Please have a look at another scientific application of mine :



Sometimes I also make stupid things:



Or not :



Chalk's full documentation can be consulted here


An article about how and why Chalk was built can be consulted here

“All desktop calculators are wrong, so I had to build my own“


macos109 macos109 macos1010 macos1011 macos1012

Chalk's compatibility starts with Mac OS 10.9 that brought in some interesting technologies. It is also limited to 64 bits (no 32 bits) to provide the best number limits.

Pretty print

Ok, this one is not very impressive. But you can type your whole expression before validate it, and, thanks to MathJax it is displayed with a pretty print that takes care of fractions, matrices, powers…

Large numbers

Not very impressive as well, but handy : Chalk does not really care of the size of numbers. Thanks to the GMP library, it can handle easily numbers with millions of bits.

Advanced maths

It begins to be interesting. Chalk supports complexes, quaternions, matrices, lists...


This one is a major feature (at last!). It is certainly the best feature in fact. Chalks support absolute and relative uncertainty. What does that mean ?

  • Even with a billion digits, some operations on numbers will always be inexact. Chalks knows the limits and only reports the true digits.
  • You can compute a sequence of operations with uncertainty and get the uncertainty of the result

Controlled approximations

And while we talk about uncertainty, please understand that Chalk works with exact values as long as possible, and makes approximations only when needed. But even in this case, approximations are controlled. You can even know where approximations where made thanks to computation flags.


Chalk knows about primes. It can decompose numbers, test primality... And never lies. If the answer is probabilistic, it reports that fact.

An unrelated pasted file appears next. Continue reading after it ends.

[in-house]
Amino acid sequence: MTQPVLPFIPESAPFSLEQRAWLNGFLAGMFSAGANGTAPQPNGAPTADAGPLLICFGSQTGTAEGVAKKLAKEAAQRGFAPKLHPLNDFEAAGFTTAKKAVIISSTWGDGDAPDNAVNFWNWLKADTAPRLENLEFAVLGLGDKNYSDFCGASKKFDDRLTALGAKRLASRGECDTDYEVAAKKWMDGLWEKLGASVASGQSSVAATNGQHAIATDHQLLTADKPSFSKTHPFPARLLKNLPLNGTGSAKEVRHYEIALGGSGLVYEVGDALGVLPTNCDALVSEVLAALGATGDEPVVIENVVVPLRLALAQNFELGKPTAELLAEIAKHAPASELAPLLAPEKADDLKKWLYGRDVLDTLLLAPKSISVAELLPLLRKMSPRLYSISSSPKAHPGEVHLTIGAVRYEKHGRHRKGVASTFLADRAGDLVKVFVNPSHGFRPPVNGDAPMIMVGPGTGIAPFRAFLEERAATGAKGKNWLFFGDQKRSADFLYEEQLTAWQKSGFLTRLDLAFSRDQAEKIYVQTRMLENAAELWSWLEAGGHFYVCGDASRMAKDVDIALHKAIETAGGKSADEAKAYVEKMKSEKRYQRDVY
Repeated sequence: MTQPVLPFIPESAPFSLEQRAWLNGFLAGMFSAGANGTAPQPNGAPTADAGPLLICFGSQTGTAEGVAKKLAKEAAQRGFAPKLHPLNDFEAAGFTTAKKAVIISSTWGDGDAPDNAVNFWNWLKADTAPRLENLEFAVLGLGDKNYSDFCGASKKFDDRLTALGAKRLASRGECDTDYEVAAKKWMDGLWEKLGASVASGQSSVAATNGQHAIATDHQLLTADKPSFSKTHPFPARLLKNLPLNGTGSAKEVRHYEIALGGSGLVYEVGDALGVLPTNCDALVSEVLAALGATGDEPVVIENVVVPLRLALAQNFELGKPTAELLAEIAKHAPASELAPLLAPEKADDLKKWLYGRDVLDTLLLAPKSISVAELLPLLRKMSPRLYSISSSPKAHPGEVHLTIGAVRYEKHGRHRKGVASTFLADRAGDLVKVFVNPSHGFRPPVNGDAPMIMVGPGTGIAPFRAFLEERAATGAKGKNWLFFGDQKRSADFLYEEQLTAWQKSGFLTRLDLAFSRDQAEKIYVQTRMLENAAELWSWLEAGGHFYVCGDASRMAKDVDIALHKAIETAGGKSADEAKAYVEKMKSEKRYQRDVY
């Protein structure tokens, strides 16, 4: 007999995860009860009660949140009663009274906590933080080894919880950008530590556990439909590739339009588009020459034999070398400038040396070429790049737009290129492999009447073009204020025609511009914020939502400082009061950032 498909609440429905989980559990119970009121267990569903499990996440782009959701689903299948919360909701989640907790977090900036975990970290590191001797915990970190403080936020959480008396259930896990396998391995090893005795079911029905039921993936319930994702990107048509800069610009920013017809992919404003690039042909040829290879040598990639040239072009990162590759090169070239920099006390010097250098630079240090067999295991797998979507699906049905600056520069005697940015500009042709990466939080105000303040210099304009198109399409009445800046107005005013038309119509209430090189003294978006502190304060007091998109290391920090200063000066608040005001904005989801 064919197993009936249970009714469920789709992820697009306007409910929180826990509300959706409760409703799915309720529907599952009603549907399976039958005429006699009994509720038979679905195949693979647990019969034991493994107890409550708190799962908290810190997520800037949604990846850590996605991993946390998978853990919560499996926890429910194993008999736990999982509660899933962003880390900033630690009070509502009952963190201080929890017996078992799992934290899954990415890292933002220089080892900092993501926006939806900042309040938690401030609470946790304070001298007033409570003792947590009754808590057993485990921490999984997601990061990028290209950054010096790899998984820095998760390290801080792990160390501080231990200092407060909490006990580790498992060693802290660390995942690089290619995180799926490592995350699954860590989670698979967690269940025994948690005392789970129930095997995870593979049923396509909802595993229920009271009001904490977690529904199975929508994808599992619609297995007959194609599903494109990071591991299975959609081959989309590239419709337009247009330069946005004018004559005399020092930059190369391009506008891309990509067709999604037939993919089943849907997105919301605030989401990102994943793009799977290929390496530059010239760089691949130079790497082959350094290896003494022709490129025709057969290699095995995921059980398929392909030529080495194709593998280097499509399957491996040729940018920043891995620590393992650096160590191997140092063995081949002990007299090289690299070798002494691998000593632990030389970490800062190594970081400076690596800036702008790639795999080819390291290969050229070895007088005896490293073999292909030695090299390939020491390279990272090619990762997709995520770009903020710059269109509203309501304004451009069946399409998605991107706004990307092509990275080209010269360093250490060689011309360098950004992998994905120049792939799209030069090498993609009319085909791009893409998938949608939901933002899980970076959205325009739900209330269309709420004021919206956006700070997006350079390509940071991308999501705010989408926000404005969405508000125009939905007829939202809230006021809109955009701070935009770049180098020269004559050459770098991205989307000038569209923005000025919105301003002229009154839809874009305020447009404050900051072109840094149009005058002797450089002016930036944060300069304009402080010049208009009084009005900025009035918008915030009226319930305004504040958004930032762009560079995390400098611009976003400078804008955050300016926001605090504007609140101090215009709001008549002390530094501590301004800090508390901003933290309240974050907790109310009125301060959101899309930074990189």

Bits manipulation

If you are a developer, you certainly often need to work at the bit level. And Chalk makes it really simple, yet very powerful, so that you can handle different bit representations, interpret an unsigned integer as a float, roll, shift, and so on.

Grapher with uncertainty

Since Chalk supports uncertainty, it can use it cleverly to display unambiguous graphs, where the uncertainty is reported, and no data disappear because of subsampling.

Graph predicates

By the way, Chalk is also able to display a set of constraints (equalities, inequalities) to determine 2D areas of (x,y) predicates. And yet again, uncertainty makes it right : no sub-sampling will skip data.

And more...

Honestly, I can't list all the features, it is boring for you and for me. You should better check if Chalk does the right thing for you. The embedded documentation can also be read online Chalk's full documentation

Core Data


Core Data is a data-management library developed by Apple. Why am I telling you that ? Simply because Chalk is using it, and that is a good thing.
More than performance, Core Data offers interoperability. Chalk is OpenSource, and its data model is public. Other softwares can therefore be compatible with Chalk's data format. It's up to you to imagine what it could be useful for !



Be kept informed of updates ; Chalk is using the Sparkle component, a secured and reliable one. The updates are… like they should always be.

Open Source


Chalk is open source ; the code is available for free under the CeCILL license. Customize it and improve it as you need it !



Currently, only English, French and Greek are provided. But you can propose your own localizations.


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